On Tuesday morning, artist/poet/educator Flo Oy Wong shared her photo of these gorgeous peaches ripening on a tree in school garden near her home. Sweet Dawn, Flo’s neighborhood walking partner, wanted to bring her friends to enjoy the vibrant school garden, home of milkweed plants and more.
“From my morning exploration at the school garden behind my house. The insects – wasps, bees, ladybugs, Monarchs (big ones) – were plentiful.”
wasps lady bug bees buzz
on sunflowers milkweed grapevines
FLO OY WONG July 28, 2021
Two days later on Thursday morning, Flo and her neighborhood walking partners, Wonderful Wendy and Sweet Dawn were so sad. They discovered that the peach tree had been cut down. Flo wrote a poem, Robust Peaches 2, about the giving volunteer tree — now a memory shared by friends.
Robust Peaches 2
kissed by the sun,
grow by a low concrete
wall at the neighborhood
The peach tree’s inviting
palette, a deep reddish hue
with gold undertones, glow
under azure sky.
Abundance of fruit weighs
heavily on limbs limping
towards ground, enchanting
walkers who pass by.
One day, workers tear down
the peach tree, a volunteer one.
No one planted it.
It just grew.
Soon, when children return,
masked or double-masked,
to start the new school year,
the peach tree, pregnant with
bounty, will no longer be there.
FLO OY WONG
July 29, 2021
THE PEACH (Prunus persica, Rosaceae) is a deciduous tree native to the region of Northwest China between the Tarim Basin and the north slopes of the Kunlun Mountains, where it was first domesticated and cultivated. It bears edible juicy fruits with various characteristics, most called peaches and others, nectarines.
Peaches are not only a popular fruit, but also are symbolic in many cultural traditions, such as in art, paintings, and folk tales such as Peaches of Immortality.
The Peach Blossom Springis a fable written by Chinese poet Tao Yuanming (365-427) in 421 CE about “the chance discovery of an ethereal utopia where people lead an ideal existence in harmony with nature, unaware of the outside world for centuries.”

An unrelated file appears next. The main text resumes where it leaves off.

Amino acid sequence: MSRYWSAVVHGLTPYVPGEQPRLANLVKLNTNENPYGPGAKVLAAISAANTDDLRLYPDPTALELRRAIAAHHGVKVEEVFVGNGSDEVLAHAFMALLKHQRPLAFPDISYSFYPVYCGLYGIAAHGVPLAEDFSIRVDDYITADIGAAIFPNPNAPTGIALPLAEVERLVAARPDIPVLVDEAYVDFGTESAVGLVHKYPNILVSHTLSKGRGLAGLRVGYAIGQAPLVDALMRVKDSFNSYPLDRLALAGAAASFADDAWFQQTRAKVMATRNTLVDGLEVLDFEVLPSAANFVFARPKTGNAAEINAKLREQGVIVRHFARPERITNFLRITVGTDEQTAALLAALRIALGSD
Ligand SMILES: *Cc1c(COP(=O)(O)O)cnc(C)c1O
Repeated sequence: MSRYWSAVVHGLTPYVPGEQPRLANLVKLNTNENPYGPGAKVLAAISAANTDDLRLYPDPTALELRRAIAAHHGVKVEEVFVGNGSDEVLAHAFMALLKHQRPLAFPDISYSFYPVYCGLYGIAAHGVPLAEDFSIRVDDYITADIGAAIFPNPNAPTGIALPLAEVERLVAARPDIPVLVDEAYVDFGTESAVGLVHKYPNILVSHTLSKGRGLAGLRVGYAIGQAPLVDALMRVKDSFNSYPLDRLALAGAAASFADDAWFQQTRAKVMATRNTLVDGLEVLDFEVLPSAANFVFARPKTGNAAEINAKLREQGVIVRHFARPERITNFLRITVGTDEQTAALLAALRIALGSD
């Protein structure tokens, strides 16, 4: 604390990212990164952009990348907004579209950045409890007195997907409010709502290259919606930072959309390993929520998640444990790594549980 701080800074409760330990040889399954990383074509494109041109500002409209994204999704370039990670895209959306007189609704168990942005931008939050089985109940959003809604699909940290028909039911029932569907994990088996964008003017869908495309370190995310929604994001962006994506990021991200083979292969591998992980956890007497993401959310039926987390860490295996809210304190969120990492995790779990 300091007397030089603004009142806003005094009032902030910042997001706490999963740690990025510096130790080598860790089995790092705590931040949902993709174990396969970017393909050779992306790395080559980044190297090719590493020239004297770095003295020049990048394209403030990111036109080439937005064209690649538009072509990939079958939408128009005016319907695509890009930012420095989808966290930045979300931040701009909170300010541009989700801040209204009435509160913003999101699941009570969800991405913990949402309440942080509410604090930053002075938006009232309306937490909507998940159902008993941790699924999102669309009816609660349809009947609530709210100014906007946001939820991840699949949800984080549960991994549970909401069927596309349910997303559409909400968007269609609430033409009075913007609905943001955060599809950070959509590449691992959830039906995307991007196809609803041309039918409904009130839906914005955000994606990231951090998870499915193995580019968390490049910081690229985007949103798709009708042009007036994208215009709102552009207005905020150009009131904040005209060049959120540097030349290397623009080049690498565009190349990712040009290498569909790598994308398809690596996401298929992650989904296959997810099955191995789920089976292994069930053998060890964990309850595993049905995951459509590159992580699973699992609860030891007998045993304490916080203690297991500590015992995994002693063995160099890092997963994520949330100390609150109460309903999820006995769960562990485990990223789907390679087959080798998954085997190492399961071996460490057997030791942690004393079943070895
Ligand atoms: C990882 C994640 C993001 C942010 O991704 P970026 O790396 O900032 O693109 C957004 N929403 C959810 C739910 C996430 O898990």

This stunning video is generated by a model which simulates complex interactions within the tree, including growth, carbon partitioning among organs and responses to environmental, management and genetic factors. The model presented here is of a peach tree but is not calibrated to a specific tree. Developed by Mitch Allen, P. Prusinkiewicz and T. DeJong in partnership with The Virtual Tree. From the UC DAVIS Fruit & Nut Research & Information Center.
The Heirloom Project with Roots and Shoots was created by ArtsEd4All to encourage the harvesting and sharing of free seeds with friends. The project shares stories and free resources about seed saving, planting and other small acts of kindness that can be taken to help pollinators, people and the environment.
WORLD POETRY DAY celebrates one of humanity’s most treasured forms of cultural and linguistic expression and identity.
Practiced throughout history – in every culture and on every continent – poetry speaks to our common humanity and our shared values, transforming the simplest of poems into a powerful catalyst for dialogue and peace.
Yesterday, I received two poems, from two friends who struggled to find the words.
I share their poems today, in observance of WORLD POETRY DAY.
Pools of Red
Gunshots pierced the air,
then landed in bodies
of mostly Asian women
working at the spa.
One by one, the women
Crumpled to the floor,
which colored crimson.
Moist fresh blood.
Pools of red.
No more plasma.
No more lifeblood.
To take a breath.
Killer shot them because
of his alleged sex addiction.
They were Asian women.
Targets in my homeland.
Open season it appears,
to spit at, to harass, to tackle,
I am Asian (american) woman.
FLO OY WONG
March 20, 2021
They’d Done Them Wrong
Six sisters linked not by birth, but death.
they were reared under the wrong signs
wrong place or time. Maybe that
the parents were at fault.
Of a skin color of the wrong choice.
Born with it. Some men didn’t care
why would they? Money
gave pleasure to their flesh.
No one wants to be down low
And miserable. I use to think
only women understand pain
like they each other could feel.
I shed a tear, and die inside.
Who dealt them the wrong deck of cards?
Money, skin, sin, and all those righteous themes.
All the wrong reasons for a killing spree.
March 20, 2021
On the occasion of World Poetry Day 2021, Director-General AUDREY AZOULAY of UNESCO writes, “Poetry lies at the heart of who we are as women and men, living together today, drawing on the heritage of past generations, custodians of the world for our children and grandchildren.”
Deepest gratitude to Flo Oy Wong and Victor Yan for sharing their poetry and friendship.
Stop AAPI Hate
Our communities stand united against racism. Hate against Asian American Pacific Islander communities has risen during the COVID-19 pandemic.